travellers thronged to the spot, but comparatively few who started for Belvedere or Erith reached their destination. Thousands were left crowded together on the platforms. The trains were com pletely invaded, each carriage containing as many persons as could pack themselves into it, and many even trying to seat themselves on the buffers. Some of the London passengers saw that if they once got out they would never get in again, and so went on to Maidstone and returned without ever leaving their seats.

Those who did succeed in reaching the spot were direfully disap pointed. There was nothing to be seen but a piece of plank-flooring making the site of one dwelling house, and a few fragments of walls showing where the other had been. As for the magazines, not a vestige of them was to be seen, except a great crater where they had stood. About the adjacent ploughed fields a few pieces of brick and splinters of wood might be found, but the chief relics were papers, mostly fragments of account books, which were seen floating in the air at great heights, and were gradually deposited at distances of many miles from the scene of the explosion.

The amount of skilled labour and the mass of material which were required in order to fill up only fifty yards of an existing embank ment, caused the spectator to appreciate the magnitude of the enter prise which called the bank into being, and imprisoned the river on both sides for so many miles. Even with all the advantages of modern science, aided by military discipline, it was a very hard task to erect this small portion of wall upon a dry and firm foundation How much harder must it have been to form this wall throngh a clay marsh, submerged at every tide, and with nothing but manual labour to depend upon; and how deep a debt of gratitude do we not owe to our Nameless Benefactors who planned and built it!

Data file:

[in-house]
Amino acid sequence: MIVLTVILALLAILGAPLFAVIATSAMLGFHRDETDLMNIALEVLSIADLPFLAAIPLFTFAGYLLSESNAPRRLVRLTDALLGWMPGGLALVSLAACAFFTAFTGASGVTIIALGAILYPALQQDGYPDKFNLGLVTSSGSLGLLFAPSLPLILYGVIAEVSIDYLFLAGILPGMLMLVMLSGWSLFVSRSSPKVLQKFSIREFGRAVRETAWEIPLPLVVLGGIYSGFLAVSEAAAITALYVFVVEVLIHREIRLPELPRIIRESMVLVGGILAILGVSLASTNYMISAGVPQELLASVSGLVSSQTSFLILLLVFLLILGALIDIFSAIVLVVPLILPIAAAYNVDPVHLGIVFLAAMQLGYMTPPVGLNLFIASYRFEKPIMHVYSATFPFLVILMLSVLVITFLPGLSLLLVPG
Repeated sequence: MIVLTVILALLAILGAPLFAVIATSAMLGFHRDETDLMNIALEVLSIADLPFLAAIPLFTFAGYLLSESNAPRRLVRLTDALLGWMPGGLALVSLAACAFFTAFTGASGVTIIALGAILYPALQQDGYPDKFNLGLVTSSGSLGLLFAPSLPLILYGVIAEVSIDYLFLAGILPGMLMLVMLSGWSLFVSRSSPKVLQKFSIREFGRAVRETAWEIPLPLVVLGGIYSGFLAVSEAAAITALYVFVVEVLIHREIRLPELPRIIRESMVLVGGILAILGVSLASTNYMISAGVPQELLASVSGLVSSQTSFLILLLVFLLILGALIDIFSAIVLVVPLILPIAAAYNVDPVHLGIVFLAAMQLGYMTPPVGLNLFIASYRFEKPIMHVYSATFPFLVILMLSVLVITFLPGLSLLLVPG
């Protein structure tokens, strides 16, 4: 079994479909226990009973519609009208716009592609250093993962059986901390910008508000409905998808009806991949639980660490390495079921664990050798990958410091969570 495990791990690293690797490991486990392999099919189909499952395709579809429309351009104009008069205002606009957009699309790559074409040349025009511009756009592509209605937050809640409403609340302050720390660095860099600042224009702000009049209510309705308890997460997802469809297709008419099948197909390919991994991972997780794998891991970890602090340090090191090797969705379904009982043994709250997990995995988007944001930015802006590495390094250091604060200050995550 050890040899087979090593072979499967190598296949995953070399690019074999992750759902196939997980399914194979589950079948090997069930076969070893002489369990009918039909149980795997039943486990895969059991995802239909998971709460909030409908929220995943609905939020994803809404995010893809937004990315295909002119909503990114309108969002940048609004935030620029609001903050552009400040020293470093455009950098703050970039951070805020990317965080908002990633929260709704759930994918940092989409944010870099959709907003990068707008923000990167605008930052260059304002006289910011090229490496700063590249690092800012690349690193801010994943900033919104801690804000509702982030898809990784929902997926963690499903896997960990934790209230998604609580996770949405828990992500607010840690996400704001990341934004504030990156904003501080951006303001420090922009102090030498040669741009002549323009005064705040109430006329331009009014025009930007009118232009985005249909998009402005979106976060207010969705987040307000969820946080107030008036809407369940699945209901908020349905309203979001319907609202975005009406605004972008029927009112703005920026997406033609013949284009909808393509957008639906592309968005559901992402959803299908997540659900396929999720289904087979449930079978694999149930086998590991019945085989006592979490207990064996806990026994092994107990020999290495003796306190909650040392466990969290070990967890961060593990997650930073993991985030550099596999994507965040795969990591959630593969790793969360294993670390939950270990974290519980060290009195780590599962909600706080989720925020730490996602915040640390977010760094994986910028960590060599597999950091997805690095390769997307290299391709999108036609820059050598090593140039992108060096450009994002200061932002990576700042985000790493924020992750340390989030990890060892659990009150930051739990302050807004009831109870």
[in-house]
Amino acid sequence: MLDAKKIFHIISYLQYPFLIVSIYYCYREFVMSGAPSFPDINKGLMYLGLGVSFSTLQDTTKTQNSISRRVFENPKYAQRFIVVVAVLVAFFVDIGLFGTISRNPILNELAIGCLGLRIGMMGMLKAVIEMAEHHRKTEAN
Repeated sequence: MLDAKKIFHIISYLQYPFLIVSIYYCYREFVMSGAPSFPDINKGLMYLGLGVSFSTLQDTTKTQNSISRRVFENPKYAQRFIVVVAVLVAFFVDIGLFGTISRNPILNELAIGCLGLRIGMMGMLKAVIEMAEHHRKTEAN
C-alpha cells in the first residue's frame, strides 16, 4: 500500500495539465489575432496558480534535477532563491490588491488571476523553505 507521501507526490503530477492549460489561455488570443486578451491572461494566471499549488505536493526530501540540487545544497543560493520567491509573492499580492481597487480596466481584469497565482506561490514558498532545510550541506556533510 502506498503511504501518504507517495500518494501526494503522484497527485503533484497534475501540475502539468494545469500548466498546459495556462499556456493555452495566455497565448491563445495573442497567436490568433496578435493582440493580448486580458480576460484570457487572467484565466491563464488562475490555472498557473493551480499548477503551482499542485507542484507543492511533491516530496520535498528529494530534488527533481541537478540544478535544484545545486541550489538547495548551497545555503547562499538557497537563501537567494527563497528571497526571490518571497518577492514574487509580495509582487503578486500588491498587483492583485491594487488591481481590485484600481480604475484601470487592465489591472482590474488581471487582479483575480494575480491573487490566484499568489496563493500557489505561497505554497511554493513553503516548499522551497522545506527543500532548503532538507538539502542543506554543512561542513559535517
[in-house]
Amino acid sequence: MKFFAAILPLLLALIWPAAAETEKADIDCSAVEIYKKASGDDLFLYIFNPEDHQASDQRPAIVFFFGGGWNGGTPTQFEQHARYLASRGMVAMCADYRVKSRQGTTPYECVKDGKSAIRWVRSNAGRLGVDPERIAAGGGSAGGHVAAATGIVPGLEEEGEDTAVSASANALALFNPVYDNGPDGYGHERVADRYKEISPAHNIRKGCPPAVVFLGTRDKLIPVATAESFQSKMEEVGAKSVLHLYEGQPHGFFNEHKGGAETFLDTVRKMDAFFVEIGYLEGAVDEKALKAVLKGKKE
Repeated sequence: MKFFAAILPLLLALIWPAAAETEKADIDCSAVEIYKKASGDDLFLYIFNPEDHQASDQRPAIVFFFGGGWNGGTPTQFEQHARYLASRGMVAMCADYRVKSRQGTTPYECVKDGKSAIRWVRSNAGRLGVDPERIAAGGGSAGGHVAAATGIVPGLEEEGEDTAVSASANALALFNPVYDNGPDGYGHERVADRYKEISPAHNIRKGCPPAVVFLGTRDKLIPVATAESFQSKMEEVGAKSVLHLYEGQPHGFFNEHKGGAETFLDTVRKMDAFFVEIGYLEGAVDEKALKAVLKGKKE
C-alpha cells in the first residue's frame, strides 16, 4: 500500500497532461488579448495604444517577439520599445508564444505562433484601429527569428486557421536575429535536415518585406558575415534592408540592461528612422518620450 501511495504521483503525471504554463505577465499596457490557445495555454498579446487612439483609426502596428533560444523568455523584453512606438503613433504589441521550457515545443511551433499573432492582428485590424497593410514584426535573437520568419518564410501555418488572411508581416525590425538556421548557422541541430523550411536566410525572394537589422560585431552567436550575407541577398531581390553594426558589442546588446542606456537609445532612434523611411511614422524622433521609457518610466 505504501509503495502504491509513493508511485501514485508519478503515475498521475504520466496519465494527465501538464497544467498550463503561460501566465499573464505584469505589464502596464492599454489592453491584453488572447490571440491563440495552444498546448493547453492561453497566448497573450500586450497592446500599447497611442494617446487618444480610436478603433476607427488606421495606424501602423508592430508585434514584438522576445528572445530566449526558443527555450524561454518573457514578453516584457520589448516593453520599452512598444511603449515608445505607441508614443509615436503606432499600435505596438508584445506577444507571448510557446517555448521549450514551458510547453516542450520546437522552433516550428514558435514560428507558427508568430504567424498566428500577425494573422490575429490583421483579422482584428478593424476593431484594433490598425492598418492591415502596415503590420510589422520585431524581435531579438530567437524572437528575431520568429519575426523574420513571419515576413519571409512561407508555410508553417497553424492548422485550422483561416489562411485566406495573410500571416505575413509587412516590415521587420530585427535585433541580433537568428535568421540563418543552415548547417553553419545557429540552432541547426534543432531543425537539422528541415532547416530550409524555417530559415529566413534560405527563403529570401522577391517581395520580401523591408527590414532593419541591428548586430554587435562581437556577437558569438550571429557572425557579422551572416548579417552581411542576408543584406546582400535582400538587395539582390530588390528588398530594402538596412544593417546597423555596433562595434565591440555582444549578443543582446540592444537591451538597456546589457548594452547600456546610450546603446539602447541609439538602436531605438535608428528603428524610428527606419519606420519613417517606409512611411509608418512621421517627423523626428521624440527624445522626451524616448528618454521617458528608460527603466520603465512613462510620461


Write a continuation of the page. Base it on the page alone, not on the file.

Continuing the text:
J G. WOOD, in Good Words.


WHEN the false shepherd in Ida built pinnace
Helen, his hostess, was dragging o'er seas,
Nereus stilled, swift but recusant the breeze,
To chant a fierce menace

"Home as thou leadest her, fatal the omen!

Her whom the warriors of Greece shall reseek,
Sworn to break in on thy nuptials, and break
The realm of the foeraon

"Sweat on the horses, the men, ah, the clangour! Thou dost the race of the Dardans o'erwhelm ; Pallas makes ready her ægis and helm,

Her car and her anger.

Vainly thou boastest that Venus upholds thee,
Combing thy love-locks, and tuning a lute,
Womanlike, warless; still, still the pursuit,
Though bride-bed enfolds thee!

"Spears and the darts which the Gnossians fling! yet Din of the battle, and Ajax the swift,

Follow; and soon in the war-dust will drift
Thine amorous ringlet.

"Follows the son of Laertes, and see now !
Foe to thy race, follows Nestor the old,
Teucer of Salamis, Sthenelus the bold
In the fight; should there be now

"Need that the steeds should be driven so featly,
Well can he guide; follows Merion hard,

With Tydeus' great son, who in battle's award
Is the better: how fleetly